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public spending

The Voice of Reason – Public Spending

Authored by Phil Meekin

Phil Meekin

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Approximate read time: 2 minutes

It is evident from media coverage the size and speed of proposed public spending continues to cause division in many quarters.

Former Liberal Democrat leader, Charles Kennedy, has voiced concerns about possible effects of public spending cuts by the coalition government. He cautions those making decisions about spending not to “throw the baby out with the bath water”.

Meanwhile George Osborne claimed welfare spending was “completely out of control”. He cited people making a “lifestyle choice” to live on benefits rather than trying to find work. Whilst few of the working population sympathise with those sponging on the system, it’s difficult to see where these people will readily find work. Especially when competing with experienced individuals recently made redundant and hungry for work.

At their conference, the TUC have come out fighting, with hostile rhetoric. It is easy to gain support from a wide audience worried about their future.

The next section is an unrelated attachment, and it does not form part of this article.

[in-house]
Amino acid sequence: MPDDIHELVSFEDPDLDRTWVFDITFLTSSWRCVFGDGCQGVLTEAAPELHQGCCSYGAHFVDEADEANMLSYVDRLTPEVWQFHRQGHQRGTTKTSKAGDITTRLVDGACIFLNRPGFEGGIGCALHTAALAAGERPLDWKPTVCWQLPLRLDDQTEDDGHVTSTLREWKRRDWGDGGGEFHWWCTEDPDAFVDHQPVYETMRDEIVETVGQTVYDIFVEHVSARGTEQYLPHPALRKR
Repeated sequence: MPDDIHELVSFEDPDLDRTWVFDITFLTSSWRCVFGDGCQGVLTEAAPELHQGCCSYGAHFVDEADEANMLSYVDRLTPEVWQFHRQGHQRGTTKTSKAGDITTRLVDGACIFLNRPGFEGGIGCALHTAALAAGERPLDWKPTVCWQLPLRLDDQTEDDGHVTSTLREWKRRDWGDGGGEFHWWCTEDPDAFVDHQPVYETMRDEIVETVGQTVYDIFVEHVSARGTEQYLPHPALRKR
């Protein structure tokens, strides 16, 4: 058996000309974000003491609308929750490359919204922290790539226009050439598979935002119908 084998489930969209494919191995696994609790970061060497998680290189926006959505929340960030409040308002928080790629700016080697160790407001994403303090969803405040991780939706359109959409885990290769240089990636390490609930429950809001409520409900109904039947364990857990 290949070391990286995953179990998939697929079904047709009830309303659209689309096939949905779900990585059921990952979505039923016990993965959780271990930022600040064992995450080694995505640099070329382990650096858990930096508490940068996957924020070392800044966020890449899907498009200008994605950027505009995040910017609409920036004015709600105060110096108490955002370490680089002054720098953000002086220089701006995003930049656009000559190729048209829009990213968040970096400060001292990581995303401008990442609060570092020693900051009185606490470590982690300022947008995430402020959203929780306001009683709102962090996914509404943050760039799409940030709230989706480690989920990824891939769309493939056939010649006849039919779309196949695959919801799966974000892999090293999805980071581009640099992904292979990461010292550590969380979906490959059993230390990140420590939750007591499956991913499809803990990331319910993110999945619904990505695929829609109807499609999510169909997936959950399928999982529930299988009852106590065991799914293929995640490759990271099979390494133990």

Trade unions have, for a number of years, seen a gradual reduction in membership. With over an 11% fall between 1989 and 2009. The leadership are suddenly in the limelight, throwing a perceived life line to desperate public employees. The right to strike is an important part of our democracy, but not one to be taken lightly. Union membership remains concentrated in the public sector at over 56 per cent compared to just 15 per cent in the private sector. Unions are present in nine out of ten public sector workplaces compared to just three out of ten in the private sector.

At the TUC conference, one brave man, Jim McAuslan, general secretary of the airline pilots’ union BALPA warned some union colleagues were “getting the tone wrong” in resisting every cut. And they had to get the message out beyond unions to the wider community. He said; ‘We have to look beyond this hall and we have to look at the tone and how it works with people outside this hall. We are giving, I believe, the coalition government an open goal.’

For any organisation to attract public support for their cause they need credibility. We, the public, are far more knowledgeable than ever before. The public deficit needs addressing at some point. Spending cuts are inevitable either now or in the future. The unions could use the expertise through their membership to identify areas where cuts would do least damage to both their members and the community as a whole. People working in the public sector are in the best place to pinpoint waste and bad practice where it exists. Whether it be over-inflated budgets or poor, top-heavy management structures.

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